What constitutes quality student work? A few conversations I've been a part of lately have made me ponder this question. It's an important one for art teachers because our value is often determined by the aesthetic appeal of the work of our very best students.
The first thing I think about when I consider a work's attributes is who made it. Making, of course, is the physical creation of the work but also the mental effort of planning and problem solving. Most of the art produced in my class room falls under two categories: projects and exercises.
The work in both of these projects is visually pleasing. They are well made and visually interesting. The ownership and the intent, for me, is what makes them outstanding. This is work that is expressive and personally meaningful.
When considering a works "quality", or lack of quality, what we should do is look beyond the technical skill, though that should be taken in to account.
We have to also look at the planning - was the student following steps planned by the teacher or did the student do the hard work of selecting the best materials and processes?
We have to look at concept - does the work say something, does it mean something?
When we think about quality we have to make sure that we aren't comparing teacher planned exercises to authentic, student directed work because there really isn't a comparison to be made.
Incorporating a high level of student choice involves quite a bit of trust. Students have to learn to trust their own ability and vision. Teachers have to trust that they can pull it off. Which is hard, especially when you're used to the control over the final product that a teacher directed model brings. So when exam time rolls around sometimes I'm a bit nervous, especially this year with our shiny, new re-vamped units. Did they get it?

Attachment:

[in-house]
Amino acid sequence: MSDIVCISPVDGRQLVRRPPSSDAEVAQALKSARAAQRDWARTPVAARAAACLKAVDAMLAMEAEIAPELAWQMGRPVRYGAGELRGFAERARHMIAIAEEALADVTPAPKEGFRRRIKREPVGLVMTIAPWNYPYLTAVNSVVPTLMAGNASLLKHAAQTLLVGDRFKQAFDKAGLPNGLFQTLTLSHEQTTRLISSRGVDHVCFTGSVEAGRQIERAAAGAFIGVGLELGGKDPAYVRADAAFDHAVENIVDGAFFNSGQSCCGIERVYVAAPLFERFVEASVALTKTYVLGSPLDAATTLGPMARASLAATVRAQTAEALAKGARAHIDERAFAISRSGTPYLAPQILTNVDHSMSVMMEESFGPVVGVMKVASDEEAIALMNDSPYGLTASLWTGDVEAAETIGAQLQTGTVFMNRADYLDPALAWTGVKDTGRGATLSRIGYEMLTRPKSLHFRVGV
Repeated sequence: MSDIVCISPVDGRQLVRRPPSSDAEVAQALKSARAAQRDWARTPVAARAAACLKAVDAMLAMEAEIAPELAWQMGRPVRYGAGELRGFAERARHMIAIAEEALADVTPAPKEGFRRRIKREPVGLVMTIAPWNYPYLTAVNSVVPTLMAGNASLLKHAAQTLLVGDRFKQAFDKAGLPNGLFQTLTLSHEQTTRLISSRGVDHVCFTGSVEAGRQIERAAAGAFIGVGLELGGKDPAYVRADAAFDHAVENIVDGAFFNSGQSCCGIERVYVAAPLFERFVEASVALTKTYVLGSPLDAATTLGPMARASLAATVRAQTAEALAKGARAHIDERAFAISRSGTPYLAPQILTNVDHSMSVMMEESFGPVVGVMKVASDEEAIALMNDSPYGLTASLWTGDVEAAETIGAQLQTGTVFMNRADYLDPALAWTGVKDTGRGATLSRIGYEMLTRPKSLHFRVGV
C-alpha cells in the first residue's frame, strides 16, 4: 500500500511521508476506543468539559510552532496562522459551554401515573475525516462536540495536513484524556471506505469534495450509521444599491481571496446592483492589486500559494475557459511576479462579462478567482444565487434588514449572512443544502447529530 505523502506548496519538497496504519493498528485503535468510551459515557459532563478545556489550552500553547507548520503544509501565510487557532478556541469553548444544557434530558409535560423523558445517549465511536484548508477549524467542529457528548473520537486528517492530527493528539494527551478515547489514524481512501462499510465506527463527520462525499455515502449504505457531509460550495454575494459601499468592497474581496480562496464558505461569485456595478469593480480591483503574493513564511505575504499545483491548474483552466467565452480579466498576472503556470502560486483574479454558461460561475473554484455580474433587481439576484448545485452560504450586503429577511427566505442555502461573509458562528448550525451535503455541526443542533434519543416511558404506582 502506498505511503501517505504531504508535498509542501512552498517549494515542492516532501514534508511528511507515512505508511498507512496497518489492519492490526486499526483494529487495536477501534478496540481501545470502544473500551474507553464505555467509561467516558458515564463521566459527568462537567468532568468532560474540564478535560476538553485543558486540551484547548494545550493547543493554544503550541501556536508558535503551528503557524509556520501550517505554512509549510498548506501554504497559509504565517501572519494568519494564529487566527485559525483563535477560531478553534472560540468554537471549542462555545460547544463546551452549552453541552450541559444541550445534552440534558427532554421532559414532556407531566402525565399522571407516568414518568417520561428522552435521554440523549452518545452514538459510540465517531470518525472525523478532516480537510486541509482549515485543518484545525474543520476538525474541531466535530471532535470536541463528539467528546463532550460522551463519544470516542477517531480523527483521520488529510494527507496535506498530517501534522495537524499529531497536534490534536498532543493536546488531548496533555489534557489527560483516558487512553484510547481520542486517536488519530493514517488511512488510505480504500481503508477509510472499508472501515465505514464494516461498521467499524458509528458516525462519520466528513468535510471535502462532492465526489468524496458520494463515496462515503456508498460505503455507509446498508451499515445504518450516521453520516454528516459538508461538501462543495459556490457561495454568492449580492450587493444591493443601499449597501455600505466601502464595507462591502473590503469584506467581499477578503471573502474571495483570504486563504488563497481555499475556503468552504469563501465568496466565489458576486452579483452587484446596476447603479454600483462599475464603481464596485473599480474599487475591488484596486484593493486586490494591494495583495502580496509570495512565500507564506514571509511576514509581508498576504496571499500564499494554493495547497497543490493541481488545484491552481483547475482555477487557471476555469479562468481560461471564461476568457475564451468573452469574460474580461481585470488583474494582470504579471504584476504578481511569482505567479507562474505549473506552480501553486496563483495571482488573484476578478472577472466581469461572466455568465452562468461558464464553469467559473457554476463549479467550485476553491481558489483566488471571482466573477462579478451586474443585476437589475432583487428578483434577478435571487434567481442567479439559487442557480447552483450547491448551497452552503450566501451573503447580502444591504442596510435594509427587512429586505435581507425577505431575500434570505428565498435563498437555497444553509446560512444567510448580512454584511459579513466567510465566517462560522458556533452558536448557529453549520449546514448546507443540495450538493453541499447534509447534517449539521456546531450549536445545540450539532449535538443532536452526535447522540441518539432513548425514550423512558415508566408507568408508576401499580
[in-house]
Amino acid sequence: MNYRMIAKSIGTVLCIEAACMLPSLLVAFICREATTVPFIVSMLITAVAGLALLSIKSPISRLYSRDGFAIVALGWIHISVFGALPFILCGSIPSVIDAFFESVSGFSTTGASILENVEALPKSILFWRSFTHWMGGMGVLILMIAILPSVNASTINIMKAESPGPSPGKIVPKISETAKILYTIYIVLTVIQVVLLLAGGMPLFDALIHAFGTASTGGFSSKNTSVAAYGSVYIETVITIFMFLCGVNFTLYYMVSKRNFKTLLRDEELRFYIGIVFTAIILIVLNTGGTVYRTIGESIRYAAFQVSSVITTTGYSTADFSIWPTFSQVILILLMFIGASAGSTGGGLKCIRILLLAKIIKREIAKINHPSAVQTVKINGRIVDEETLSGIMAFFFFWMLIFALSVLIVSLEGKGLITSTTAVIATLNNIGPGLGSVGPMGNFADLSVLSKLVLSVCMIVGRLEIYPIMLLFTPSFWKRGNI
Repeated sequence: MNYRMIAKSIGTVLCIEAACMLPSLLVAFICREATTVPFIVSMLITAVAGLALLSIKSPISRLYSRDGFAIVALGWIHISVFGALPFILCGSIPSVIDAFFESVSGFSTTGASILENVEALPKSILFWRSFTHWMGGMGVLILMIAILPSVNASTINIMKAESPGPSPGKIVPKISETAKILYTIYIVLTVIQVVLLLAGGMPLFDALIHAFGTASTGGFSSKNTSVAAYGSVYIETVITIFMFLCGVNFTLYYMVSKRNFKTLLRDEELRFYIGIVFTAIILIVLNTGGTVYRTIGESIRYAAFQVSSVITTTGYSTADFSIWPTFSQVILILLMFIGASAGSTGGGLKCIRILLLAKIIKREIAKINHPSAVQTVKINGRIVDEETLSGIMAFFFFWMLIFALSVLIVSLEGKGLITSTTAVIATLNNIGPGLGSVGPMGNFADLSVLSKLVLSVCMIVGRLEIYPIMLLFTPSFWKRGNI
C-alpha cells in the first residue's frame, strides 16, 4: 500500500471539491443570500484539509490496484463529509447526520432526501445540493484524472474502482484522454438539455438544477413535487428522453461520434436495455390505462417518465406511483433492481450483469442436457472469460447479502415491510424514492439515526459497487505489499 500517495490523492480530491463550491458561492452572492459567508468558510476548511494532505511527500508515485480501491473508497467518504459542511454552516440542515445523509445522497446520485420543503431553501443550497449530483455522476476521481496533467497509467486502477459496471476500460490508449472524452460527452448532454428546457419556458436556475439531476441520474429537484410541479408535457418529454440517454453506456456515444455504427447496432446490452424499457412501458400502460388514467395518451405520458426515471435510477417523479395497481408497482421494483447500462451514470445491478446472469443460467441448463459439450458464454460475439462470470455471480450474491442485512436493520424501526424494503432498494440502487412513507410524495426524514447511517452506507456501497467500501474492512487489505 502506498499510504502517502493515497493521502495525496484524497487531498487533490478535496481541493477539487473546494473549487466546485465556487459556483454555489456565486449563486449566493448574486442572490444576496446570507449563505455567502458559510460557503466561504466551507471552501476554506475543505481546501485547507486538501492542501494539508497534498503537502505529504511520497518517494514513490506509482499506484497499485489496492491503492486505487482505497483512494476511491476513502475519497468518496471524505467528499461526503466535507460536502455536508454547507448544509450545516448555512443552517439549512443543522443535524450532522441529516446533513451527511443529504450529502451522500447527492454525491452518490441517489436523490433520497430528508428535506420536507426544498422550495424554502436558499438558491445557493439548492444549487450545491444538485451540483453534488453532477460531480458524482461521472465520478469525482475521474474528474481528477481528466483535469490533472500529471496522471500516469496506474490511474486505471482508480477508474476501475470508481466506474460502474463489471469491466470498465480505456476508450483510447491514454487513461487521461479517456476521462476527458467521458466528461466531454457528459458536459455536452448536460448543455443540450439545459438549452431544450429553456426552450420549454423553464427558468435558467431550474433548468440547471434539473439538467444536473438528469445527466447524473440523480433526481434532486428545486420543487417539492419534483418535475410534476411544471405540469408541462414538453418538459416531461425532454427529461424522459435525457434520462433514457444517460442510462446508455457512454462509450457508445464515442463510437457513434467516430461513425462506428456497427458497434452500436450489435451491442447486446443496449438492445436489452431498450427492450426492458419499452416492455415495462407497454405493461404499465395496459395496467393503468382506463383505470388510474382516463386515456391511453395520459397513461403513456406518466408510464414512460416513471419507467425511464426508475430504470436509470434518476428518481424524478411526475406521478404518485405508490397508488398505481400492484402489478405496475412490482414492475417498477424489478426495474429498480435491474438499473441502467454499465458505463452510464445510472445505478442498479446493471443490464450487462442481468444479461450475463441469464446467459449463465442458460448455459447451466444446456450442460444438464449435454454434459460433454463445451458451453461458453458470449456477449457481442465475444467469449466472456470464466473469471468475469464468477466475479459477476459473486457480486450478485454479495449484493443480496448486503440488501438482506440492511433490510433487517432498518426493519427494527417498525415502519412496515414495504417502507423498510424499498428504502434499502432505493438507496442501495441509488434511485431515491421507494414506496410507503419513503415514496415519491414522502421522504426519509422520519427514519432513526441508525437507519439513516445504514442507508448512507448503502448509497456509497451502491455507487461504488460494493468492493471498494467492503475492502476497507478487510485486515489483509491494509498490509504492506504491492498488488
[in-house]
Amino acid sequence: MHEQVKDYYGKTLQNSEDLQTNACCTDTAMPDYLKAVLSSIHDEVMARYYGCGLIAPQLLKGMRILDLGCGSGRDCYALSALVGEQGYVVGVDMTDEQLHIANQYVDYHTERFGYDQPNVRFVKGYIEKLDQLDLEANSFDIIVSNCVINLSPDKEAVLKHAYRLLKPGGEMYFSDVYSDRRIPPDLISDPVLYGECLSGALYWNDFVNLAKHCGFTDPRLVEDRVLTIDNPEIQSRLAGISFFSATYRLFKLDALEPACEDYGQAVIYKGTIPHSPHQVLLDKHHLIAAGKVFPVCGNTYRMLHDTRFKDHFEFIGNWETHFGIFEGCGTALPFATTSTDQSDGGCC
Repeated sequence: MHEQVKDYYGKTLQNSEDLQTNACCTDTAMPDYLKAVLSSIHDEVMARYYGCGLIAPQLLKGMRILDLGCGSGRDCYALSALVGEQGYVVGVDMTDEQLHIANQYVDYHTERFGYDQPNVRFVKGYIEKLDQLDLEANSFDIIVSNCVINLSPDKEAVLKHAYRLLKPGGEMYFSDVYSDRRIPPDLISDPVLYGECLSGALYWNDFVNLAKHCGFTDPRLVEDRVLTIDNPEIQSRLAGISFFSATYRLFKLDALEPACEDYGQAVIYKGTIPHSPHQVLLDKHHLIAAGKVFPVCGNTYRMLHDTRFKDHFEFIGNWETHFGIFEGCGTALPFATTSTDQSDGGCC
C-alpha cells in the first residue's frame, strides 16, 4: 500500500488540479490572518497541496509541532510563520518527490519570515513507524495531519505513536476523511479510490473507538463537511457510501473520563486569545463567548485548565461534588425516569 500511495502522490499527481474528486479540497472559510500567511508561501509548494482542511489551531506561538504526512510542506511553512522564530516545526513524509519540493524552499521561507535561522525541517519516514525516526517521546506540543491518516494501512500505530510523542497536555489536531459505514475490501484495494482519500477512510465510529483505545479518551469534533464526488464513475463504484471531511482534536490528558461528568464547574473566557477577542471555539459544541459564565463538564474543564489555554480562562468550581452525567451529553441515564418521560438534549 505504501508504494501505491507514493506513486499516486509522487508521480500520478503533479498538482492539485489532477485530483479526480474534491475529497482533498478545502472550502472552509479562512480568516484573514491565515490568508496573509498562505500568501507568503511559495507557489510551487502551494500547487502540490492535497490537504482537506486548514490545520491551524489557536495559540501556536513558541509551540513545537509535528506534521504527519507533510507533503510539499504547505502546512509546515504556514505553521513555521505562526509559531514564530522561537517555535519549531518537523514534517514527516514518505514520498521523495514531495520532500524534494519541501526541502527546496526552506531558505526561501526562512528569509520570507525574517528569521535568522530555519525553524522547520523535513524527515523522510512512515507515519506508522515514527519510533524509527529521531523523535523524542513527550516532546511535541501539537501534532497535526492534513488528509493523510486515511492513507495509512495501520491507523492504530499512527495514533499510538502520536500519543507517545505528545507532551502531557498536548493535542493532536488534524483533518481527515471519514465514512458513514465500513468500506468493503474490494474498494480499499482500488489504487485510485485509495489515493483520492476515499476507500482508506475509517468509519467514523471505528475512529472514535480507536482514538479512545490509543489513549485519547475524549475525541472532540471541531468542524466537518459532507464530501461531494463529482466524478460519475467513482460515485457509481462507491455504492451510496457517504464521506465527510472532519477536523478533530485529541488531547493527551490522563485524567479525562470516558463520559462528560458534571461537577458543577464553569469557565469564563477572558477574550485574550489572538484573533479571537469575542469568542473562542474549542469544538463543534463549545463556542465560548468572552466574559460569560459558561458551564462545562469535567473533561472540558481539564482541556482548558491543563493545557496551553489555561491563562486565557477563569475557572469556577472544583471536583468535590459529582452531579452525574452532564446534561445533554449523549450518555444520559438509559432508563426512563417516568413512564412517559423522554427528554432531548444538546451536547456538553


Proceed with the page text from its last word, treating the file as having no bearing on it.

Often I hear that beginning students should focus on skills, or that they can't make good decisions independently. I disagree. The most important thing I can give my students is a voice. So I challenge them.
For their final project I asked my Art 1 students to create a piece around the theme of identity and Art 2 to make work about about a current event or social issue.
These are big, hard topics and I wondered how my students would handle them.
I was pleased to see that they were ready for the challenge and also interested and engaged. You see, kids have good ideas. Above all, it's our job to teach them how to develop and express them.
Here are some examples of student work and writing. All the work pictured here is from Art 1 or 2 - this is not work from advanced students.
And what did they think about the class? Did they learn? Again, my students:
"What I liked most about this class was our freedom to make whatever we wanted and ability to interpret the unit however we wanted. It really expanded my horizons and made me think about all of the options I had in this class. I got to make things I actually liked while stepping out of my comfort zone." - Jenna, Art 1
"I liked this class because we got to use our creativity to the fullest extent. We got to experiment with different materials and show our own style. We were able to come up with crazy ideas that may or may not have worked. We got to be ourselves and learn new ways to improve. I don't think anything could make this class better. " - Kearstyn, Art 2
"What I liked about this class was the variation of projects and topics that were introduced. I think we were all pushed in directions we hadn't been before and I know I personally improved my art work through this semester in Art 2" - Eloisa, Art 2
"Before taking this class, art was a much more literal thing to me. If the theme of a project was underwater, I'd draw the ocean. If the theme was nature, I'd paint a landscape. I never put any deep thought or hidden themes in my artwork. Everything was what it seems. Now having taken this class, I refuse to take any project literally. I think Art 2 has made me more conscious of themes in art and allowed me to incorporate them into my artwork. " - Matt, Art 2
I'm an high school art teacher who's really interested in student choice and creating opportunities for self expression. I'm also a writer for The Art of Education and co-author of The Open Art Room.